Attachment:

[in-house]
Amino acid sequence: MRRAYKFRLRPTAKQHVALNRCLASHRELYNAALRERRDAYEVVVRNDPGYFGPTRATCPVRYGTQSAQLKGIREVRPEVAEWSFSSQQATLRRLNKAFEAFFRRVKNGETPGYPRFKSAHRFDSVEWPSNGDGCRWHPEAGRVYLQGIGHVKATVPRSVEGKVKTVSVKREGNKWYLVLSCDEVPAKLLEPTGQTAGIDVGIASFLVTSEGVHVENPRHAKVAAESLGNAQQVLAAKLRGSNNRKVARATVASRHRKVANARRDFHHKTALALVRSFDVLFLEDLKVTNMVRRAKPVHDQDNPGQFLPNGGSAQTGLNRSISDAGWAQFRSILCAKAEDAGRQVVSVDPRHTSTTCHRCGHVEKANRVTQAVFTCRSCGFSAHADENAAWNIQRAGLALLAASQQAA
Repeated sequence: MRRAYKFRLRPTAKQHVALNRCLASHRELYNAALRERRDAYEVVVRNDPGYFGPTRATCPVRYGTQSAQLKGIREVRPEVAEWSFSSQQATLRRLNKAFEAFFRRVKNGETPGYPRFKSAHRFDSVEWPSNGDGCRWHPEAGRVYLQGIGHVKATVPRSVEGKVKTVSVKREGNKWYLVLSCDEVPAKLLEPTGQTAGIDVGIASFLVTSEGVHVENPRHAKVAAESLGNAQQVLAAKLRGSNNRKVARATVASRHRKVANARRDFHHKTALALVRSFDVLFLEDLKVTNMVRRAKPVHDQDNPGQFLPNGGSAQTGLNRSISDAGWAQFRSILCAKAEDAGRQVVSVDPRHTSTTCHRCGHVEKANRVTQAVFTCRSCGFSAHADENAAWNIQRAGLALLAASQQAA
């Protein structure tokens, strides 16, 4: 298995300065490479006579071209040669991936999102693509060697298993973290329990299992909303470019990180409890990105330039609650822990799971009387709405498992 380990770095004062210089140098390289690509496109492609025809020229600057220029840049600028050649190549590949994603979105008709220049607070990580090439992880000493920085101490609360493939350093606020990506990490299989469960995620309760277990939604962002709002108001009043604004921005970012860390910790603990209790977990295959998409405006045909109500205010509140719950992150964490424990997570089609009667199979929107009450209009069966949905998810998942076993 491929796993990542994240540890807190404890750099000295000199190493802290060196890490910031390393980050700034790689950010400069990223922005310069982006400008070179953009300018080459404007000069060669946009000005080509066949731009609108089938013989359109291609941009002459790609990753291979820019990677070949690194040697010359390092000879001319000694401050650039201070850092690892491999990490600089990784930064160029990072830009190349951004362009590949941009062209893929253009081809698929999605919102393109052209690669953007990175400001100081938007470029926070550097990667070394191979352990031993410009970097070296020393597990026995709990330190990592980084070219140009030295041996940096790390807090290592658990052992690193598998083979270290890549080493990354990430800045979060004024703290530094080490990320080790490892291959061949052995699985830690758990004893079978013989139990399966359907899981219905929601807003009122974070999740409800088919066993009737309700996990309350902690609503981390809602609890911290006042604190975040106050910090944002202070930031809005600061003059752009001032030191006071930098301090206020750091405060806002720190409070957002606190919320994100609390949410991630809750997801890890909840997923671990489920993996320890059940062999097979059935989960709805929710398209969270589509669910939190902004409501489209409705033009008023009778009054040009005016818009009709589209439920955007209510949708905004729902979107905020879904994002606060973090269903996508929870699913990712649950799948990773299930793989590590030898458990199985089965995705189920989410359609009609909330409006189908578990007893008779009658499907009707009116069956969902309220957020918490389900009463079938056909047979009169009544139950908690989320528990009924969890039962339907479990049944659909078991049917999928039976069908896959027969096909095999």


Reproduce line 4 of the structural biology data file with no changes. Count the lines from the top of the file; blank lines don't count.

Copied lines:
């Protein structure tokens, strides 16, 4: 298995300065490479006579071209040669991936999102693509060697298993973290329990299992909303470019990180409890990105330039609650822990799971009387709405498992 380990770095004062210089140098390289690509496109492609025809020229600057220029840049600028050649190549590949994603979105008709220049607070990580090439992880000493920085101490609360493939350093606020990506990490299989469960995620309760277990939604962002709002108001009043604004921005970012860390910790603990209790977990295959998409405006045909109500205010509140719950992150964490424990997570089609009667199979929107009450209009069966949905998810998942076993 491929796993990542994240540890807190404890750099000295000199190493802290060196890490910031390393980050700034790689950010400069990223922005310069982006400008070179953009300018080459404007000069060669946009000005080509066949731009609108089938013989359109291609941009002459790609990753291979820019990677070949690194040697010359390092000879001319000694401050650039201070850092690892491999990490600089990784930064160029990072830009190349951004362009590949941009062209893929253009081809698929999605919102393109052209690669953007990175400001100081938007470029926070550097990667070394191979352990031993410009970097070296020393597990026995709990330190990592980084070219140009030295041996940096790390807090290592658990052992690193598998083979270290890549080493990354990430800045979060004024703290530094080490990320080790490892291959061949052995699985830690758990004893079978013989139990399966359907899981219905929601807003009122974070999740409800088919066993009737309700996990309350902690609503981390809602609890911290006042604190975040106050910090944002202070930031809005600061003059752009001032030191006071930098301090206020750091405060806002720190409070957002606190919320994100609390949410991630809750997801890890909840997923671990489920993996320890059940062999097979059935989960709805929710398209969270589509669910939190902004409501489209409705033009008023009778009054040009005016818009009709589209439920955007209510949708905004729902979107905020879904994002606060973090269903996508929870699913990712649950799948990773299930793989590590030898458990199985089965995705189920989410359609009609909330409006189908578990007893008779009658499907009707009116069956969902309220957020918490389900009463079938056909047979009169009544139950908690989320528990009924969890039962339907479990049944659909078991049917999928039976069908896959027969096909095999």